Alan Browne, Mar 13, 2005
  9. the recent posting in rec.photo.digital by Ilya Zakharevich. So it might well
    This is part of a much larger pattern, which I think of as the 30/70
    guideline. More and more, for 30% of the price, you can get 70% of
    the quality. We've seen this in digital photography, digital music,
    home publishing, etc. 70% is often good enough, but it's frustrating
    for those who liked the quality they had before, and I think it will
    be frustrating for everyone after the second iteration, when we have
    less than half of the quality left, even though we're paying only 1/10
    of the price.

    Dr. Joel M. Hoffman, Mar 13, 2005
  10. deryck  lant

    Bill Tuthill Guest

    OTOH this could be marketing hogwash to make us accept APS-C sensors
    and partial frame lenses before the fad passes.

    The only convincing argument I read at either of the URLs you cited
    was about "corner shading is substantial" with the Canon 1Ds Mark 2
    and 17-40/4 lens. I take it this means the purple fringing problem.
    Seems like that can be solved easily in software. It's just that
    software engineers have been working on other problems.
    Bill Tuthill, Mar 14, 2005
  11. deryck  lant

    Bandicoot Guest

    Not exactly 'more' depth of field, just moving the plane of focus about. If
    you can align that plane with the plane of interest in the photograph,
    however, it has the same usefulness.

    Not only large format either: you can get tilt lenses for both medium format
    and 35mm that allow you to use (some) Scheimpflug movements on smaller
    formats. Of course, the lesser DoF of larger formats is one reason why you
    need the movements more as film size increases - just as it is one reason
    why APS sized sensors are simply not going to be the universal future of
    professional photography: they limit the availability of shallow DoF.

    Bandicoot, Mar 14, 2005
  12. Exactly.

    Seems to me this trend began sometime in the 80s? At some point product
    quality came to be considered a liability rather than an asset. Companies
    felt they could save more money by producing cheaper products rather than
    make more money by selling quality products. And with a new generation of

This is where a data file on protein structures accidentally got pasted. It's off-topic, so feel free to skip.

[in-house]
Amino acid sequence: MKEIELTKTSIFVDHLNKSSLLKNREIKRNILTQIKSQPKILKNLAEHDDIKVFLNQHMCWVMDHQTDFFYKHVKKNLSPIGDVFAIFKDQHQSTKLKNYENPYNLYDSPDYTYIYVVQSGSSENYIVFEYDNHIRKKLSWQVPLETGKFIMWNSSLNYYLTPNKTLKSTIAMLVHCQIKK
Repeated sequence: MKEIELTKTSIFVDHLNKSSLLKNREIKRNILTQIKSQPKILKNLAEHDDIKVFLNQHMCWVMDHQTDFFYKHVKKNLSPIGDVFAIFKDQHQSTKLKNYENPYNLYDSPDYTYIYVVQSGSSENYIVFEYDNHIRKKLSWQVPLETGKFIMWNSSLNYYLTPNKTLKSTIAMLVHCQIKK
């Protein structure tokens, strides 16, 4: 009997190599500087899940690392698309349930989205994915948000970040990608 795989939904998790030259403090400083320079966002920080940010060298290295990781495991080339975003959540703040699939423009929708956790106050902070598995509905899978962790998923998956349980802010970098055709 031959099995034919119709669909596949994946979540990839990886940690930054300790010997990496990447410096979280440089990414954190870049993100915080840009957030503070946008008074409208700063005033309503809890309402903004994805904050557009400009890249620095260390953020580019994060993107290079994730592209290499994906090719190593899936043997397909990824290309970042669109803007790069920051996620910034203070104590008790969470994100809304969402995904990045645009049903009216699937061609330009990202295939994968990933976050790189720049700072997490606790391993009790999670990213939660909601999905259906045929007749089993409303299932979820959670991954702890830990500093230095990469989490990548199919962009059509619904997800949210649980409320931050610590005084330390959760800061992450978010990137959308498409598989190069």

consumers who came of age being taught that normal product lifetimes are
    measured in months instead of years or decades, the circle is complete.

    Ken Nadvornick, Mar 14, 2005
  13. Shorter focal length lenses with limited coverage (for a small sensor)
    have advantages in size or aperture or something (the space the
    designer makes tradeoffs within is bigger). We haven't really started
    to see those benefits yet, but if the small sensors stick around I
    think we will.
    David Dyer-Bennet, Mar 14, 2005
  14. deryck  lant

    deryck lant Guest

    The message <>
    The lengthy BJP technical report says briefly:

    Digital sensors are very unforgiving when the light strikes them at a glancing
    angle. The problem is most evident with wide angle lenses, from which light
    emerges at a steep angle. This can cause vignetting and colour fringing. The
    solution to these problems is to have a telecentric design lens.

    To accommodate the telecentric lens design the camera lens mount opening
    has to
    be twice the diagonal of the sensor.

    Full frame diagonal of 35mm film/imager is 43.3mm.

    The Nikon lens flange opening is 45mm.
    The Canon lens flange opening is 48mm.
    The Olympus 4/3 system is 46mm (this is why the Olympus is larger than
    you expect)

    A full frame digital camera at 43.3 frame diagonal would require a
    flange opening
    of 87mm, wider than a 6x7 camera.

    APS sized sensors enable the manufacturer to do their best to make the
    newer WA
    lenses as telecentric as possible.

    deryck lant, Mar 14, 2005
  15. SNIP
    No, they are referring to vignetting that's present in all lenses,
    especially visible when used wide open. Since the tonal range in dSLR
    images usually isn't compressed in the shadows and highlights, like it
    is in film), it can become more visible. Also the angle of incidence